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dairy free
Recipe photo
Yield: about 10 cups, 5 significant servings or 8 side servings.

Recipe photo

Italy's panzanella, that inspired marriage of vegetables, chopped basil, olive oil and chunks of day-old Italian bread, has a cousin in the Mideast: Fattoush. This pita bread salad is right up there with tabbouleh in popularity as far as everyday family-type salads go; it'll turn up at lunch, alongside a pita-bread sandwich, or as a first course later in the day. You might say fattoush is the Lebanese equivalent of America's iceberg-lettuce-and-tomato.

This salad goes through several transformations on its journey from full bowl to gone. At first the pita chips are very crunchy, almost jarringly so; but after 10 minutes they begin to soften and absorb the other flavors in the salad: the tomato juice, olive oil, lemon juice, and assorted vegetable juices.

The salad is at its peak up to about 40 minutes after preparation; at that point the bread begins to become soggy. However, the only way you'll discover this is if there's any left after 40 minutes; and if our tests here at King Arthur are any indication, the bowl will be empty long before that!

Step-by-step photos illustrating how to make fattoush are available at Flourish, our King Arthur blog.


star rating (4) rate this recipe »
dairy free
Yield: about 10 cups, 5 significant servings or 8 side servings.
Published: 01/01/2010


  • 3 small-to-medium pita breads
  • 3 tomatoes, 1 1/4 to 1 1/2 pounds total, cut in wedges
  • 1/4 head romaine lettuce, chopped
  • 1 medium cucumber, peeled, seeded and cubed
  • 6 scallions including about half of the green part, chopped
  • 1/2 cup fresh parsley, snipped
  • 1/3 cup olive oil
  • 1/4 cup lemon juice
  • 1 1/2 to 2 tablespoons dried mint, or 4 to 6 tablespoons fresh mint, snipped
  • salt and pepper to taste

Tips from our bakers

  • If you're going to be serving the salad as soon as you put it together, there's no need to toast the pita wedges. Simply toss the bread and salad together JUST before serving; bread should remain fairly chewy/not soggy for up to 30 minutes.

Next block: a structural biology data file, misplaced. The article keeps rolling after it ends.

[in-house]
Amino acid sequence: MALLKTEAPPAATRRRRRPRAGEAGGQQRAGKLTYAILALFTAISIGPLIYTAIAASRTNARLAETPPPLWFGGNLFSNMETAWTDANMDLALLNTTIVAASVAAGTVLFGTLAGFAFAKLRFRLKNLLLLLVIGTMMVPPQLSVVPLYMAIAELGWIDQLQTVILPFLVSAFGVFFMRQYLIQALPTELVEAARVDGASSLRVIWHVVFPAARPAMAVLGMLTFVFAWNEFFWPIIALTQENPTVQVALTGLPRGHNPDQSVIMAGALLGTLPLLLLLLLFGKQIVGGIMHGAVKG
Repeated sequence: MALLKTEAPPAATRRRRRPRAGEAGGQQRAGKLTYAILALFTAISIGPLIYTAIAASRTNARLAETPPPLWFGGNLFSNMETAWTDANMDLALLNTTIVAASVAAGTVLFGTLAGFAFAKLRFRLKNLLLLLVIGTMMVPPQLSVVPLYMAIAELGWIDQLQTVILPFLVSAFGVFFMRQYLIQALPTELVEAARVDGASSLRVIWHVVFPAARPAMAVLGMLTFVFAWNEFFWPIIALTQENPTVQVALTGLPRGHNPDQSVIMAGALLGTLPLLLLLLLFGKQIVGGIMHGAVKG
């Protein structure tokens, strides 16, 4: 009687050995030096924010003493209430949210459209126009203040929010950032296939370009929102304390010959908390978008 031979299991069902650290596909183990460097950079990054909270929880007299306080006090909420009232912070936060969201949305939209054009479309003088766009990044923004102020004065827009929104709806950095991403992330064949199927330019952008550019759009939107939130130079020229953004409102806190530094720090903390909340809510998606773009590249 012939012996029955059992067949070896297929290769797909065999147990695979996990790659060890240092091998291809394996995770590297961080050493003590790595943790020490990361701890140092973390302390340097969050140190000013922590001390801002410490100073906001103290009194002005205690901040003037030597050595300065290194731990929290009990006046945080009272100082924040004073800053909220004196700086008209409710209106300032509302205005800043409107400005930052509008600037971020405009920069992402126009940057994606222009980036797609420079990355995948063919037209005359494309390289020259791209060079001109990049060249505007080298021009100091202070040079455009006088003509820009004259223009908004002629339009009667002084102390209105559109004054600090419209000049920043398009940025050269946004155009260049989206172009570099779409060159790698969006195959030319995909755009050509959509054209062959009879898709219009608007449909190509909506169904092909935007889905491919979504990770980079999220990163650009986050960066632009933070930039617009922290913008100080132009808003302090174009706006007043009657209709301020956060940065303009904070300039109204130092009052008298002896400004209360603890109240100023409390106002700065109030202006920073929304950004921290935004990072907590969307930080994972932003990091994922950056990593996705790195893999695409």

1) Cut the pita bread into 1 1/2" wedges.

2) Place the pita on a baking sheet, and bake in a preheated 375°F oven for 12 minutes or so, turning once, till it's dry and crisp. Set it aside to cool.

3) About 10 minutes before you're ready to serve the salad, toss together the vegetables, herbs, olive oil, lemon juice, herbs, and seasonings.

4) Add the bread to the dressed vegetables. Toss to combine (your well-washed bare hands are the best tools here), and serve within 15 minutes or so.


  • star rating 08/29/2008
  • Cathie from Wichita
  • Hey PJ, to answer Joe's comment, you left out the garlic and sumac and you didn't use enough mint, is all. Add a clove of mashed garlic and a teaspoon of sumac (the Middle Eastern spice, not the tree), and increase the mint up to 1/4 cup dried or 1 cup fresh. You can also reduce the scallions to 3 but use them completely, green tops and white bulbs; add in one finely chopped small yellow or white onion as well. My recipe calls for more dressing in a one-to-one proportion, 1/2 cup olive oil, 1/2 cup lemon juice; also one small minced hot pepper--but it says the pepper is optional. The most important thing to remember when cooking Lebanese food, especially the salads, is that you cook to taste--so if that much mint or the sumac is too much for you, leave them out. If the dressing is too much, cut it back. If all you have is six green onions, use them and don't worry about the yellow onion--and vice versa. My Grandma and my Dad both always cooked to the family's taste. Lebanese home cooking is all about showing your love.
  • star rating 08/29/2008
  • Lilo from California
  • In response to Joe's comment, I too am lebanese and I make this salad at home at least once a week. The recipe is not wrong, it is just missing a couple of important ingredients: Garlic, radish, and I also add fresh chopped thyme. I crush 2 to 3 cloves of garlic, and add that to the lemon and olive oil. Sliced radishes are a common addition to the salad. As for the bread, we usually fry it in vegetable oil, and add it to the salad just as we are ready to serve it. The bread should be crunchy, not soggy, and frying the pita helps it stay crunchy a little longer.
  • star rating 08/29/2008
  • Joyce from Orlando, FL
  • Nice salad...certainly Americanized. Fatoush features sumac, doesn't it?
  • star rating 08/26/2008
  • Joe from 28204
  • What kind of fattoush is this? I'm Lebanese and I should know something about fattoush. That recipe is completely wrong.

    Joe, my thought is that there are probably many variations on this theme. Who's to say what's "right" or "wrong"? That said, our version may be totally Americanized. Why not send us your version, so we can understand what "the real thing" looks like? Thanks - PJH


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